Asus EAX1600PRO review
With Windows Vista, DirectX 10 and a glut of next-generation titles on the horizon, it’s no surprise there haven’t been any major chipset announcements from ATi or Nvidia recently. But with high-definition TFTs and LCD TVs likely to be big sellers over the festive season, HDMI is the one feature that current graphics cards are lacking – though not for much longer. Asus has already told us it intends to give all its graphics cards both HDMI ports and High Definition Content Protection (HDCP), and both MSI and Sapphire are jumping on the bandwagon. Here, we look at four of the first on the market.
HDMI vs DVI
As an all-digital connection, HDMI initially appears very similar to DVI. Bandwidth for both connections is nearly identical: a dual-link DVI connection has a maximum bandwidth of 330MHz, while HDMI is just marginally higher at 340MHz. HDMI supports 48-bit colour depths to DVI’s 24-bit, theoretically allowing cards to display billions of colours rather than mere millions. However, when we tested a top-of-the-range HD TV using a DVI output and then an HDMI output, we saw no notable difference in quality – and that’s using dedicated testing software. But part of HDMI’s appeal to the consumer is its physical simplicity: unlike DVI, there are no screws to fasten, and HDMI looks the part too – it’s compact, uncomplicated and will fit into a much smaller space than D-SUB or DVI connectors.
HDMI can carry a digital audio signal as well: up to eight channels of 192kHz surround sound. Graphics cards makers have yet to cotton on to the marketing potential of a graphics card with onboard sound, though, so graphics cards will need to be physically connected to either a sound card or another external source.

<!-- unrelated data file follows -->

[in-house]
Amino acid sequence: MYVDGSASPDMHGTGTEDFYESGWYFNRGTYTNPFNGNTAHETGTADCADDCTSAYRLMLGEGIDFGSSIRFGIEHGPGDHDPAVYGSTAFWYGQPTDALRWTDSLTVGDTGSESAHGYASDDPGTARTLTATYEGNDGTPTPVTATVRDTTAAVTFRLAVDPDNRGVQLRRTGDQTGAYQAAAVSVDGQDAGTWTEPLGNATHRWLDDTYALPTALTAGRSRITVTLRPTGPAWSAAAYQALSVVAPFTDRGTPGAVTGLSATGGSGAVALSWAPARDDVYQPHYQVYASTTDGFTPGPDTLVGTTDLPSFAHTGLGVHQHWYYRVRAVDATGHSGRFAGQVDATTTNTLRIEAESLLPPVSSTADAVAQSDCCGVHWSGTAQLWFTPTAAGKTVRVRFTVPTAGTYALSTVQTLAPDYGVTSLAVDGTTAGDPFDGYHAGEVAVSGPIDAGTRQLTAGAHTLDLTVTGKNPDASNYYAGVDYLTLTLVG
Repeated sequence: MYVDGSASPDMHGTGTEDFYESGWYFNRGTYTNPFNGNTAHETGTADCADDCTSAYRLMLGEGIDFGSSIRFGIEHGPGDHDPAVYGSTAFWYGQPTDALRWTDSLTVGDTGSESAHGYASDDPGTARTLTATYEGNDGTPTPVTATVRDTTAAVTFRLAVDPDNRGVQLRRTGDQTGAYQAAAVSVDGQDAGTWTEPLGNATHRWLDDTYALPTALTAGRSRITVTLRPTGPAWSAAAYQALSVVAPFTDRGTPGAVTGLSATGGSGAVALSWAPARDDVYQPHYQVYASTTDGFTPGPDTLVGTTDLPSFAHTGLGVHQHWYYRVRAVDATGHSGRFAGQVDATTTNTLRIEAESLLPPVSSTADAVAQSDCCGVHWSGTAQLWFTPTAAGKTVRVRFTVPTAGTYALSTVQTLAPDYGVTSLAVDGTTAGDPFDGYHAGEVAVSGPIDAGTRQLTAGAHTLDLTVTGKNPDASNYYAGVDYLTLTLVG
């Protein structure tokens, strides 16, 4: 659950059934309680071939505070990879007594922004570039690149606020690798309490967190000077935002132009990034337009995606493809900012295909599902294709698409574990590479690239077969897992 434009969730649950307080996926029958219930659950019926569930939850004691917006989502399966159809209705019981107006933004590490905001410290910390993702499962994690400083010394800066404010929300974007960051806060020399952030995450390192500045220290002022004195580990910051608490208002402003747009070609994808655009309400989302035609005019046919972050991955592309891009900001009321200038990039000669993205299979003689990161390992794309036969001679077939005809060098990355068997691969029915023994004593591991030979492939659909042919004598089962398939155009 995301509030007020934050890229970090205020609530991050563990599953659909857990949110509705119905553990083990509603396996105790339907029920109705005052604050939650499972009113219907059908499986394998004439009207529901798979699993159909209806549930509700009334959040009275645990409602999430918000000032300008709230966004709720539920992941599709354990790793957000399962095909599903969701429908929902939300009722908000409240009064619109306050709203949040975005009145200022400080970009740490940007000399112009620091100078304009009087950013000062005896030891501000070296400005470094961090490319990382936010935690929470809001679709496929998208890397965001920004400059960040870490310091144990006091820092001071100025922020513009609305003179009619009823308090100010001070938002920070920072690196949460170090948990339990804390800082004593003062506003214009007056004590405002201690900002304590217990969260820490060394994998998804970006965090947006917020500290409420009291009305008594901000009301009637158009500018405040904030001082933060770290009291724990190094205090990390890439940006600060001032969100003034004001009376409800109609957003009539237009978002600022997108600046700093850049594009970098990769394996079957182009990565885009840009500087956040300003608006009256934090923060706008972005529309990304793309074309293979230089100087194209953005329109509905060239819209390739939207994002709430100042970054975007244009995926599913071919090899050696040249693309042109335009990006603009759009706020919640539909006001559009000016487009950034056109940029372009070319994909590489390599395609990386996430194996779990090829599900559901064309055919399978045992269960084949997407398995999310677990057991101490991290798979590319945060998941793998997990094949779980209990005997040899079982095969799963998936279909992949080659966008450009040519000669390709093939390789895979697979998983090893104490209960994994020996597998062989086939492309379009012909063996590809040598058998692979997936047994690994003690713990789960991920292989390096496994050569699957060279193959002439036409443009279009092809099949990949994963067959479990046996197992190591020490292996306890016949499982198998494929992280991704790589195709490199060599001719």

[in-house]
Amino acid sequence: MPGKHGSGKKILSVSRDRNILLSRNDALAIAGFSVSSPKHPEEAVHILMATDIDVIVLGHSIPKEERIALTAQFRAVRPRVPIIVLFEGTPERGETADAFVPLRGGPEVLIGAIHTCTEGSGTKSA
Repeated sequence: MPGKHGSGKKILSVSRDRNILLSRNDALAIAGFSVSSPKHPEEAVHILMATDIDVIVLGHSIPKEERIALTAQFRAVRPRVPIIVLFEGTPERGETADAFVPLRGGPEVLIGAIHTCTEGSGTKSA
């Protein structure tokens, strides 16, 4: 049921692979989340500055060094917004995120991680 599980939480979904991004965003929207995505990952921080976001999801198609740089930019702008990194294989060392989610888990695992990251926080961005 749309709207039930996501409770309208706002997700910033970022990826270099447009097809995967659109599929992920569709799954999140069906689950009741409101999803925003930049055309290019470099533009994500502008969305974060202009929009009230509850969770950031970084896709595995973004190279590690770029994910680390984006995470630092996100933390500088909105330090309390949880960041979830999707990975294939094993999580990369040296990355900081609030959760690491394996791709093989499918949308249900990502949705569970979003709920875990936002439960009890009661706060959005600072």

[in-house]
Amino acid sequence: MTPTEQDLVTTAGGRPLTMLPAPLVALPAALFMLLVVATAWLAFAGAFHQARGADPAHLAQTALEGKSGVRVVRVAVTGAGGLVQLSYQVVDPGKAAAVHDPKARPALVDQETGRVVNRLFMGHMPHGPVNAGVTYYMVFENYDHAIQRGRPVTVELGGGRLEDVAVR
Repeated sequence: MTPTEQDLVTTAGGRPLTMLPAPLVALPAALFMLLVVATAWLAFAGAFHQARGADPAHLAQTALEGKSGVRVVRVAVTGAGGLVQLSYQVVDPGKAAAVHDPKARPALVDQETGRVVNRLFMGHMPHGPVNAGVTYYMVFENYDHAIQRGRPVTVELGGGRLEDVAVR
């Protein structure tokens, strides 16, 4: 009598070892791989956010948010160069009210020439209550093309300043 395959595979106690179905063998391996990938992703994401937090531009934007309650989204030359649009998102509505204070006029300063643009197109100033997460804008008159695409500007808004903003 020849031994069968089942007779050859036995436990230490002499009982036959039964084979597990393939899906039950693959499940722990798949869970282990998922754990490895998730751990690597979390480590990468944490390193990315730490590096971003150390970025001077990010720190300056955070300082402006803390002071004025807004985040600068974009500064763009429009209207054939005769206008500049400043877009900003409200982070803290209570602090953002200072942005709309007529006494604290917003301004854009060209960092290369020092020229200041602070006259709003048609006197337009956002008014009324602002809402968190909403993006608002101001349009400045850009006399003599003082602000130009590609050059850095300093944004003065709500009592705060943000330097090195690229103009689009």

All but the MSI NX7600GT Diamond Plus Edition have both internal and external S/PDIF inputs, so you can wire them directly to your motherboard, sound card or even an external source. The Sapphire X1600 Pro and Asus EAX1600PRO both have coaxial inputs on the backplane, while the Asus EN7600GT has an optical connector. To connect an external S/PDIF source to the MSI card, you’ll need to take the unorthodox route of running a coaxial cable through the hole in the backplate, and then connecting it internally.
Both 7600s are full-height PCI Express cards, but the X1600 Pros are more flexible: the backplates can be removed and half-height variants screwed on in their place. You’ll lose the S/PDIF connector, but both cards provide extra backplates for you to install the connector in adjacent slots. It’s a trick that makes both cards ideal for installing into small-form-factor or media centre-style chassis.
Each of these cards has an HDCP chip onboard, but there are few products that will use it yet. Blu-ray and HD DVD movie discs are unlikely to be encrypted for some time, while Sky Plus (which does use HDCP encryption) is incompatible with current versions of Windows XP Media Center Edition.
Tellingly, all of the cards currently available with HDMI ports are mid-range: two 7600 GTs and two X1600 Pros. With HD TVs rarely exceeding resolutions of 1,920 x 1,080, a higher-end card could arguably be considered a touch gratuitous, but we’d still like the option of a little more fire power – if you do intend to play today’s 3D games at 1,980 x 1,020, you’ll need more firepower than these cards can provide.
As we’d expect, the 7600-based cards came out on top in terms of performance. In Far Cry, with no anti-aliasing or anisotropic filtering, the Asus and MSI cards scored 38fps and 35fps respectively in our toughest Far Cry test at 1,280 x 1,024, and 15fps each in our equivalent Call of Duty 2 test. The X1600s fared worse, with the Asus scoring 9fps in Call of Duty 2 and 14fps in Far Cry, while the Sapphire scored 21fps in Far Cry and 10fps in Call of Duty 2. These results are slow for modern graphics cards, but there are still plenty of games available that even the X1600 will be able to play.